Longstanding maritime dispute between Kenya and Somalia was ruled on October 12. The International Court of Justice in The Hague, the UN’s main judicial organ, issued its decision on legal proceedings which lasted for over 7 years.
Maritime border, an old story
In August 2014, Somalia asked the International Court of Justice (ICJ) to define the maritime border with Kenya,. The purpose was to create a legal existence to its territorial sea and exclusive economic zone (EEZ).
To define a maritime border is complex. Most of the regulation can be found in the United Nations Convention on the Law of the Sea (UNCLOS). But the complexity of UNCLOS, due to geographical specificities, and the abundant jurisprudence require in case of diasgreement an arbitration of a third party.
So far, no border ?
On March 1979, the Kenyan Foreign Minister gave notice of its claimed maritime boundary to the UN Secretary General. The idea was to transmit the text of the proclamation to all permanent missions of UN Member States.
Although informally informed that Kenya was claiming an EEZ delimited by the parallel, Somalia did not protest. According to a letter dated 8 November 2017, the UN have confirmed in these terms:
“Extensive searches of the archives of the Office of Legal Affairs have not revealed the existence of any communication made by other states on the two proclamations of 1979 and 2005.”
And so Kenya used Somalia’s silence on the matter to say that the border was accepted. It was until the Somali government’s complaint to the ICJ.
The question of the delimitation of maritime borders became important only in the last decade with the exploration of maritime ressources. (Gas, petrol, fishes, etc.)
A territory disputed for economic reasons
Indeed, the disputed area between the two countries represents a triangle of 100,000 km², full of natural resources such as fishes and oil. Both countries have already launched oil exploration projects in the area.
Thus, countries tried to secure their economies and to get EEZ as much as possible.
7 years of proceedings
If the claims of a maritime border took effect with the complaint in 2014, negotiations came from earlier.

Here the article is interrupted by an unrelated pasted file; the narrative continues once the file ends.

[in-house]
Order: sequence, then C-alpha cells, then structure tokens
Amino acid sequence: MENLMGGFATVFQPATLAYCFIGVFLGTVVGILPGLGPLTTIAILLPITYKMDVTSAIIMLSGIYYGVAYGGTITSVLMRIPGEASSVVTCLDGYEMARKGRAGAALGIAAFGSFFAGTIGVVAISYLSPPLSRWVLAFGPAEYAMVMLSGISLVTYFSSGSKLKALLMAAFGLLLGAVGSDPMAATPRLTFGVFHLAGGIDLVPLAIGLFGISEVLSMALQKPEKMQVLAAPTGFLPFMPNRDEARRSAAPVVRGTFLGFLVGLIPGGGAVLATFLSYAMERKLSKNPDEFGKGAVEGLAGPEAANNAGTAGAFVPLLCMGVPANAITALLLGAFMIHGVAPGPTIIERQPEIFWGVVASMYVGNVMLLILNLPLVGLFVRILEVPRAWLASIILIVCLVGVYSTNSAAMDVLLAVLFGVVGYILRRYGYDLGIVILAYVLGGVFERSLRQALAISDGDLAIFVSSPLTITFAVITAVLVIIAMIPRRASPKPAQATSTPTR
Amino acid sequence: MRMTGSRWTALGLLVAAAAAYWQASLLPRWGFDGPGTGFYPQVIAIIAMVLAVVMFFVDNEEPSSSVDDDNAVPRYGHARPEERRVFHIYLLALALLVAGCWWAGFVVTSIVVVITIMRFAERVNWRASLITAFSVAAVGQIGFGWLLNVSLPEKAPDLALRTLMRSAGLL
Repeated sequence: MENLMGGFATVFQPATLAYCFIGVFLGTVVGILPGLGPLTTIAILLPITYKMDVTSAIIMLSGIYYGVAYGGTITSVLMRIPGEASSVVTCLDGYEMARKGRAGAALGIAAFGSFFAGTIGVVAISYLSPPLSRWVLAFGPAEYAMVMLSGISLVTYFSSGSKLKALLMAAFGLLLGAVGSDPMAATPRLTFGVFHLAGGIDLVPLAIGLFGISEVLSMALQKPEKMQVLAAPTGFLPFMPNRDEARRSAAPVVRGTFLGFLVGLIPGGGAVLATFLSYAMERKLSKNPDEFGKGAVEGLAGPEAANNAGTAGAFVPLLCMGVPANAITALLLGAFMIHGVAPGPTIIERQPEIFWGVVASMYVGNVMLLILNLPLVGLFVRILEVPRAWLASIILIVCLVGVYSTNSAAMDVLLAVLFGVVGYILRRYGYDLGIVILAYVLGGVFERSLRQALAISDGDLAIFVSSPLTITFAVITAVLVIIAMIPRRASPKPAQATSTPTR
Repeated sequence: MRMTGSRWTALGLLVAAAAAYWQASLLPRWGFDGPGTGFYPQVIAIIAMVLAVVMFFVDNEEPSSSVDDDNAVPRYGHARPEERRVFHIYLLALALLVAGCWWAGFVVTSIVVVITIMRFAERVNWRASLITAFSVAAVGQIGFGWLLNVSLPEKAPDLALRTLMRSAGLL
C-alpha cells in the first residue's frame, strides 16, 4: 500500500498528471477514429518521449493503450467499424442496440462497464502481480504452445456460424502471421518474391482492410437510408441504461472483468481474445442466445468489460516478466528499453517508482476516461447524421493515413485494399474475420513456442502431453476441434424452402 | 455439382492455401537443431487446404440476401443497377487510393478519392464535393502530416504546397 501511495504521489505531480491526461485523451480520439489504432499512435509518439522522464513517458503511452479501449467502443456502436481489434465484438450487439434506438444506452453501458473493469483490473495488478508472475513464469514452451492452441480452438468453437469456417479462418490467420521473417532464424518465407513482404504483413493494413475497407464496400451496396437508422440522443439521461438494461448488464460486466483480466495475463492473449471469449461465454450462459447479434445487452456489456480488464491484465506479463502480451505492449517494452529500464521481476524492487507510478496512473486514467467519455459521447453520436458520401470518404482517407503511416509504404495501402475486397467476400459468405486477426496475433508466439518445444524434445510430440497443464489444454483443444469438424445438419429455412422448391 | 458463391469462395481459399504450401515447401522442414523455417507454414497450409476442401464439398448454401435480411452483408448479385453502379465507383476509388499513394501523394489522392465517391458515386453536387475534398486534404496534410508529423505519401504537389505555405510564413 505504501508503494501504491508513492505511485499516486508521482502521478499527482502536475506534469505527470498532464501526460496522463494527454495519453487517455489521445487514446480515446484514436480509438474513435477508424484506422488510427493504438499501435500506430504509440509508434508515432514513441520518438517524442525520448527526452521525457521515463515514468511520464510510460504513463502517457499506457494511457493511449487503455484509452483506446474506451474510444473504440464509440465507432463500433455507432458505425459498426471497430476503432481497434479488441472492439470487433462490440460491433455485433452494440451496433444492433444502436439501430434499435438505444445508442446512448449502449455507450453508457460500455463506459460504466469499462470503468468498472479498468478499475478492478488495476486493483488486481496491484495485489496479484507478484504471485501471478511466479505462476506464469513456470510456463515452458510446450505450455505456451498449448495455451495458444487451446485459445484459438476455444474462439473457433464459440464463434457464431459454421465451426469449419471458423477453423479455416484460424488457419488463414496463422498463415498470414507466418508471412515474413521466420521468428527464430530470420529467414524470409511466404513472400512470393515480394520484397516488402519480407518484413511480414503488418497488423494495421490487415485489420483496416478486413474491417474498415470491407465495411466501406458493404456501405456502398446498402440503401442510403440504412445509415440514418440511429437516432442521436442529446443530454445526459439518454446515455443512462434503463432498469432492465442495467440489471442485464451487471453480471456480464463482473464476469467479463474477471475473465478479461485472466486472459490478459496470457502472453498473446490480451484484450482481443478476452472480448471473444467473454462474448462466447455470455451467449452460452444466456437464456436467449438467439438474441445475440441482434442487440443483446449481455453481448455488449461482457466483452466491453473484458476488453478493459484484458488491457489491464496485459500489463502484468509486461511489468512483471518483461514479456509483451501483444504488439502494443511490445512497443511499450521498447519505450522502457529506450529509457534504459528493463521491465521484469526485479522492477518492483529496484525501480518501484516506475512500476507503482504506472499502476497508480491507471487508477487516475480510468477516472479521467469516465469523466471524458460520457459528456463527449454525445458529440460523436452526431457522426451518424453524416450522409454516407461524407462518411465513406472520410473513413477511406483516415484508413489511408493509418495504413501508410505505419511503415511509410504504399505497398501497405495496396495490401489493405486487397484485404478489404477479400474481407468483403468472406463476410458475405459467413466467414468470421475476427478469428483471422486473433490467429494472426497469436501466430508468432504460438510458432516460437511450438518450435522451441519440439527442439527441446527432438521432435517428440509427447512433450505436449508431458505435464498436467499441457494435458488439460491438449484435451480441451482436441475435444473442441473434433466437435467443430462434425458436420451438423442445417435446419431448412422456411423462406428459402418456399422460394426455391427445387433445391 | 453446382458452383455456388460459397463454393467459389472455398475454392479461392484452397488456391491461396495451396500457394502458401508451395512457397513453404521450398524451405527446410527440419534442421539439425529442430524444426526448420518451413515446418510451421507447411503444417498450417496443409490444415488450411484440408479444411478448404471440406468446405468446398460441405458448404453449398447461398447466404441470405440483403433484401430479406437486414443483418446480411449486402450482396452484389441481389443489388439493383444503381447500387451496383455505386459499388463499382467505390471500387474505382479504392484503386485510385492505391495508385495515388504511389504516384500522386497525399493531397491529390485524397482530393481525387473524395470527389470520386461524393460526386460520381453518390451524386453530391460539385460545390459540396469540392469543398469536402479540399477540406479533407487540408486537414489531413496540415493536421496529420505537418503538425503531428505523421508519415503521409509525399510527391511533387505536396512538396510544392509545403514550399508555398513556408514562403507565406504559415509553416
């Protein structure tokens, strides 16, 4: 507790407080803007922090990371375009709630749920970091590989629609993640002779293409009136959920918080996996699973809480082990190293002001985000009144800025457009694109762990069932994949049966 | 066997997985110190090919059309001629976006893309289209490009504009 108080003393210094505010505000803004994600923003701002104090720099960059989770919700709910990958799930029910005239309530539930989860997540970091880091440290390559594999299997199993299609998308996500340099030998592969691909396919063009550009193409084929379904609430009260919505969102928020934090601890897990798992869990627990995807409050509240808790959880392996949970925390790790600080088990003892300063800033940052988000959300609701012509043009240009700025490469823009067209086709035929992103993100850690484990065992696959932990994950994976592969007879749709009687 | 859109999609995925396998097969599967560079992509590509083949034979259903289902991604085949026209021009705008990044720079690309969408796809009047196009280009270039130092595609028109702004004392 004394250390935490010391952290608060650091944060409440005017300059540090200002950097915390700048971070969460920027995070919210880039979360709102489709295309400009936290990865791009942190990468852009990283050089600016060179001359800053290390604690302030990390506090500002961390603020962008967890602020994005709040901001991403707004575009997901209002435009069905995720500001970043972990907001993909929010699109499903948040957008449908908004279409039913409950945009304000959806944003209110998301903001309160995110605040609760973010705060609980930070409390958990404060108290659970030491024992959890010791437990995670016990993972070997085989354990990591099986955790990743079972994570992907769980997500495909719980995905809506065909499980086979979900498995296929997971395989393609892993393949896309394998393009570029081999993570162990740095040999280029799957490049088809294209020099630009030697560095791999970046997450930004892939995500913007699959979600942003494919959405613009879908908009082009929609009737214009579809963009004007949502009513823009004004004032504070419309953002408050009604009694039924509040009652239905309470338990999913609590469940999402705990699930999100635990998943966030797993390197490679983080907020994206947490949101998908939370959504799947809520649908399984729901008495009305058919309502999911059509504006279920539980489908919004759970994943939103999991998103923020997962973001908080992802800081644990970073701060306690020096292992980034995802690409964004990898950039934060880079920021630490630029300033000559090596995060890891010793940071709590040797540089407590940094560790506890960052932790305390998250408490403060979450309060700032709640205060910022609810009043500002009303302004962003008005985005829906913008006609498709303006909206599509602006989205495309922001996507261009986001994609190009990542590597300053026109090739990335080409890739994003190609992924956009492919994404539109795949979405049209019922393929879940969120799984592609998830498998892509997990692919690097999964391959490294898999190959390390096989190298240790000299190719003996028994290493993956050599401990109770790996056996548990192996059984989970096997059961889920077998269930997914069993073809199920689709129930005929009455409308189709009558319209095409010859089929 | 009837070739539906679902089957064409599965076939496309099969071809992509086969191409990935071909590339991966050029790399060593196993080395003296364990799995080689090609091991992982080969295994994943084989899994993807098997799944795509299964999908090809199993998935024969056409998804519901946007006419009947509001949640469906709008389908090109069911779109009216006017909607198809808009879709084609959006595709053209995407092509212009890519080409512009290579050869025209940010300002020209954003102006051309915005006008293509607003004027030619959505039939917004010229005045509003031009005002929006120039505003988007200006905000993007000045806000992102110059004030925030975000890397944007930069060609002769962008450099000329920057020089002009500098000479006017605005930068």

In 2009 an agreement was signed between Nairobi and Mogadishu but the war in Somalia and the deadly attacks in Kenya froze the legal proceeding.
In February 2019, tensions increased and Kenya recalled its ambassador from Somalia in reaction to Mogadishu’s decision to sell oil and gas fields on the disputed area. Still, Somalia’s actions is not unilateral, as Nairobi granted exploitation permits in the area in the past.
In 2019, a mediation led by Egyptian President Abdel Fattah al-Sissi led to a commitment by the Kenyan and Somali heads of state to “restore relations with the former status” and to “take diplomatic measures to build confidence between the two governments.” But relations were tumultuous and Somalia broke off all diplomatic relations with Kenya on last December.
On March, both countries were heard before the ICJ and during the opening, Kenya announced that it would refuse to appear before the ICJ for two reasons: the lack of time to prepare properly for the case due to the Covid 19 pandemic and the virtually form of the trial.
In the JUDGMENT MARITIME DELIMITATION IN THE INDIAN OCEAN (SOMALIA. KENYA) of ICJ,the court declared there was no agreed maritime boundary between the Federal Republic of Somalia and the Republic of Kenya following the parallel of latitude. ICJ defined a the new maritime boundary.
Kenya government “totally rejects and does not recognize the conclusions” of the ICJ, said President Uhuru Kenyatta. His country had recently announced that it will no longer accept the authority of this court.
However the judgement is binding for the parties concerned, even if the court does not have restrictive means to enforce the decision. Though, if a state is not complying with a judgment of the Court, the other state may seek sanctions from the UN Security Council. But who can really enforce it?